Decemburger: Flying Saucer

First came 50 Burgers, 50 Days. Then Novemburger. 2011 wraps up with a burger a day for Decemburger.
Day 12: Flying Saucer
815 W. 47th St. in the Triangle. 454-8200,
Hours: 11 a.m. to 1 a.m. Monday-Wednesday. 11 a.m. to 2 a.m. Thursday-Saturday. Noon to midnight Sunday.
By Mike Sutter | Fed Man Walking | 12.12.11
Monday’s a good night (and day) for the Flying Saucer, because a fair spread of the tap wall is just $3, which means I can go all foreign and domestic with a glass of Kostritzer black beer from Germany and a pint of pale gold Ranger Creek OPA from San Antonio. My two-brew lunch will be our little secret. The Saucer is part of a chain, which isn’t always a bad thing, because that buying power can put 60 taps on the wall and pay for seats inside and out for you and more than 100 of your friends. Judging from the dozens of plates in the “Ring of Honor” along the ceiling, the locals have embraced this beer-and-grill. It takes 200 beers to earn a plate, and you get to add something personal. “New Years, blacked out. Woke up on the railroad tracks. Top that.” Way to go, Nate.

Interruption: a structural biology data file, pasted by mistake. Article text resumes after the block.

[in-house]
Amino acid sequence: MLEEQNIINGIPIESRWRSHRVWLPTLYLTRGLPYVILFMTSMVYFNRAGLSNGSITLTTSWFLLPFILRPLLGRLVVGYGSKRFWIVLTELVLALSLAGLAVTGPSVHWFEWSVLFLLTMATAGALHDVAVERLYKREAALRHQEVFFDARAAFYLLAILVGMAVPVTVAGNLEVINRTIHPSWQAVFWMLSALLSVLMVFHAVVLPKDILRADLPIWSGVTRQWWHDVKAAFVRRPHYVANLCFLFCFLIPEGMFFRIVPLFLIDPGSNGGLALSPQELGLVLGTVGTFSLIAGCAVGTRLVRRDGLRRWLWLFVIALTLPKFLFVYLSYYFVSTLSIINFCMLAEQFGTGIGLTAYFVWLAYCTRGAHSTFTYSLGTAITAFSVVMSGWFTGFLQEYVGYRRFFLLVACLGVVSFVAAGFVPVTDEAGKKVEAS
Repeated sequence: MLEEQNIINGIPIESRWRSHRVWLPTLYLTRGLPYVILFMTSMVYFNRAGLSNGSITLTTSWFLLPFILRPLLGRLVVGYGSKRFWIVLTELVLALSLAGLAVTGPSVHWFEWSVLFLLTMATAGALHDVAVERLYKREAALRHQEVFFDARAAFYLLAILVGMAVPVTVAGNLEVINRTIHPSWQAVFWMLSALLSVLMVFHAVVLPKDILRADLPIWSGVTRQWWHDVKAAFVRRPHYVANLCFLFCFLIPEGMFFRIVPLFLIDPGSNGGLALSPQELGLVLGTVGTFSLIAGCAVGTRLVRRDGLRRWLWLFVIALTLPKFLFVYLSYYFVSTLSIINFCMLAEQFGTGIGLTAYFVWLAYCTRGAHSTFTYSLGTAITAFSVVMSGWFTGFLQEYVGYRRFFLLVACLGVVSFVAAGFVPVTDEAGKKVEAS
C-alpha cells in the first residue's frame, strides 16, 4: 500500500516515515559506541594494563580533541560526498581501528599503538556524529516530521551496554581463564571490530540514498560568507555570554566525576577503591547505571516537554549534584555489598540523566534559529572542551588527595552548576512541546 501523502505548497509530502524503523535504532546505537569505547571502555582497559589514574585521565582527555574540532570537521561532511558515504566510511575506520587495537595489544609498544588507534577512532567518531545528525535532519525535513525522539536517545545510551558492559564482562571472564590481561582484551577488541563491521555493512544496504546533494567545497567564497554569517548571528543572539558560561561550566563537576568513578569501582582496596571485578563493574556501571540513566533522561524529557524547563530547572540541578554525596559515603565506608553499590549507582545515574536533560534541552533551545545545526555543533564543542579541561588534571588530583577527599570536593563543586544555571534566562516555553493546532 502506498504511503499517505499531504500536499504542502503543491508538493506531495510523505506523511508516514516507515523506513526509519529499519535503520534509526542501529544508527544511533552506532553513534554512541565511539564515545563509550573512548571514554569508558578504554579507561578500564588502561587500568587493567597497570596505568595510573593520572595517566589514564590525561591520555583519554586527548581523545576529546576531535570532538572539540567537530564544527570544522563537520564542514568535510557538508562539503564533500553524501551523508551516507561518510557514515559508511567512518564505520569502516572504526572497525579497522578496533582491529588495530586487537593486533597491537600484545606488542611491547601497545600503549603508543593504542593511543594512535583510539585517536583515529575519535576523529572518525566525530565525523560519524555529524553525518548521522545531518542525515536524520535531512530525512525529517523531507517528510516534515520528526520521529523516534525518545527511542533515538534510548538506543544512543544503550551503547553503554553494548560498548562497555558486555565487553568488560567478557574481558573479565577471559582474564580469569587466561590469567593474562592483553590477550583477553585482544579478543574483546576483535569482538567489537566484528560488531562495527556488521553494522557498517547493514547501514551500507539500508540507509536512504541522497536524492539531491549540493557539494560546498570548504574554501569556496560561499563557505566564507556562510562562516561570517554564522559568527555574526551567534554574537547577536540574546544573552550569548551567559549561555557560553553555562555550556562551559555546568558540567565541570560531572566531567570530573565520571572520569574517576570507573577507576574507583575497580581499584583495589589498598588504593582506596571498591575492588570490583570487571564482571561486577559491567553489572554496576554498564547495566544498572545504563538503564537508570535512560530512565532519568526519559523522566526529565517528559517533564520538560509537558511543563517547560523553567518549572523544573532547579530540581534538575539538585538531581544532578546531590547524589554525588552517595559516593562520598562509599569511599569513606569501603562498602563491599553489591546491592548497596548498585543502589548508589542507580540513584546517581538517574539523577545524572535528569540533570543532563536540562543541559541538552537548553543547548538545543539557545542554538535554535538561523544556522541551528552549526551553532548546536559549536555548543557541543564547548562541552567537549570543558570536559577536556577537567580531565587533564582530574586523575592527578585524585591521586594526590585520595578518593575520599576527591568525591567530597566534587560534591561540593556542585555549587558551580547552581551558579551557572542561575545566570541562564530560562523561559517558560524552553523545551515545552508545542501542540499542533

The burger: Here’s one of those times when paying attention can really pay off. You’re in a beer bar, and one thing the Saucer does well is to put together meat-and-cheese trays that play nice with beer. That means they have good cheese on hand: Cotswold, whiskey cheddar, even Humboldt Fog, that big American cheese with power like a blue and the coy creamy texture of chevre. For $1 extra, you can skip the American or Swiss that comes with the Saucer Burger ($7.99) and go straight for one those specialty cheeses. Put Humboldt Fog together with a half-pound of medium-rare Angus and you have more than a cheeseburger. You have a burger with character and depth and the power to pair with the easy dryness of the Ranger Creek oatmeal pale ale and the crazy quilt of anise, prune and toffee Kostritzer brings to the table. The fluffy sweetness of a kolache-style bun is a wild card, one that works better with the OPA’s bitter hops and a factor that might influence the beer you order. Try the drier Austin profiles of Thirsty Planet Buckethead IPA, Circle Blur hefeweizen or even Real Ale’s Firemans #4.
Fries or rings? A choice of potato is built into the burger price: fries or hot German potato salad. Pay attention again and let the Germanic beer tradition take hold. That potato salad brings ham and herb and starchy bites of sliced spud. The fries bring only images of the drive-through. You know what to do.
(Photos by Mike Sutter © Fed Man Walking)
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